The state government says it has received 60 proposals from organizations across the world vying to be part of its $593 million hydrogen plant near Whyalla as competition with other states for a slice of the emerging industry heats up.
The state government has called for designs for its hydrogen plant near Port Bonython.
The project, likely to involve major global companies, is set to include a 250MWe hydrogen electrolyser, a 200MW combined cycle gas turbine generator primarily fueled by hydrogen and a 3600-tonne hydrogen storage facility that will equate to one of the world’s biggest hydrogen power plants .
The two-year construction period is expected to begin by the middle of 2023 with the plant operational by the end of 2025.
The government’s market sounding process, calling for proposals from industry on the technical, system and commercial project approaches for the hydrogen facility, included submissions from global operators; large-scale renewable energy developers; and, companies with links to local industry and workforces.
The recently established Office of Hydrogen Power will use these submissions to inform the future procurement processes and final site selection for the project.
“What we are trying to do is understand from industry how they think we should do it and then we’ll use that information to better understand where the market is at with things but also to design a procurement strategy so we can get some competition going for supplies from around the world,” Hydrogen Power SA chief executive Sam Crafter recently told InDaily.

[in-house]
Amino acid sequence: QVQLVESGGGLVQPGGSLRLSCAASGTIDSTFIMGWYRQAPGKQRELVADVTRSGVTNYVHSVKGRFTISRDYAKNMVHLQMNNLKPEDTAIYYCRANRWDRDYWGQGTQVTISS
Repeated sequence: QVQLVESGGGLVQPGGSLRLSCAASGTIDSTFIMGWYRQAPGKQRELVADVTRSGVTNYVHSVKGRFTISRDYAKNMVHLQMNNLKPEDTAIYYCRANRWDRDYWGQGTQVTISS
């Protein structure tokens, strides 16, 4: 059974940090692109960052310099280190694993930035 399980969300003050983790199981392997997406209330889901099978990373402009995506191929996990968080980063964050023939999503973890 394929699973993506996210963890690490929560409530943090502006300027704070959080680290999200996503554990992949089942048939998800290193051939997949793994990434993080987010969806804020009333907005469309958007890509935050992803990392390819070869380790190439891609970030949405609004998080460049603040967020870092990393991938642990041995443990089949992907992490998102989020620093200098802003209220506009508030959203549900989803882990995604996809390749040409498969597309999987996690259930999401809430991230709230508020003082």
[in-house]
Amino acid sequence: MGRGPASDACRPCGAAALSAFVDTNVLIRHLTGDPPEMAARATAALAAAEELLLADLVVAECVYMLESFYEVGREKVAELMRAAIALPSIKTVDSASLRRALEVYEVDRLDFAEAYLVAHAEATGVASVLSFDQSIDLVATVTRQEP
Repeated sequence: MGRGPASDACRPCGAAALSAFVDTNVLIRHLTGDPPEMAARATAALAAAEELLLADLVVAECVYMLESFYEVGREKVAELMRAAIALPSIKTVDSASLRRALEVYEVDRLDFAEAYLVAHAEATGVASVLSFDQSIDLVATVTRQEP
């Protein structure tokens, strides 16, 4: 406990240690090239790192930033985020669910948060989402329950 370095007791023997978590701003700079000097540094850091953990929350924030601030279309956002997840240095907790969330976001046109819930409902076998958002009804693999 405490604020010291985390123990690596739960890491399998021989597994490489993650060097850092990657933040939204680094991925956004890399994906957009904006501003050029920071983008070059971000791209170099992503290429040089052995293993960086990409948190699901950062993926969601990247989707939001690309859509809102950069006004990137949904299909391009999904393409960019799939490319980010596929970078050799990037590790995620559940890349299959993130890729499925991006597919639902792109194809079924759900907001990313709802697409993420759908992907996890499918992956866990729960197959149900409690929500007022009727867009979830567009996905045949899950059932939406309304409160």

Premier Peter Malinauskas said it was clear that the project had “captured the imagination of the world”.
“The high interest in the market sounding process has demonstrated the level of interest in the state’s hydrogen jobs plan and leaves little doubt that the green hydrogen industry in South Australia is on the up and up,” he said.
“We have positioned our state as a world leader in renewable energy, and the green hydrogen industry is the next step as we head towards net zero carbon emissions.”
Other major hydrogen projects in SA include the nearby Port Bonython Hydrogen Hub, which has received $70 million in federal funding, $30 million from the state government and is expected to generate a further $40 million in private investment.
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The state government last year short-listed seven potential projects at the hub involving the companies Santos, Fortescue Future Industries, Origin Energy, H2U, Neoen, Chiyoda, ENEOS Australia, Mitsubishi Australia, and AMP Energy.
However, South Australia is competing with several other Australian states to become a leader in the emerging hydrogen industry and win a slice of the expected $270 billion of investment to be injected into the industry as the world pushes for decarbonisation over the coming decades.
NSW Premier Dominic Perrottet this week met with executives from South Korean automotive giant Hyundai in Seoul to promote green hydrogen manufactured in his state.
The global car manufacturer is a leader in hydrogen fuel cell technology, and has launched zero-emission electric vehicles.
In a speech to Korean businessmen on Monday, Perrottet said “NSW has the resources to be a global clean energy superpower”.
Last week in Japan on the first leg of his 10-day Asian trade tour, he said he wanted drivers around the world to be filling with hydrogen from NSW rather than oil from the Middle East.
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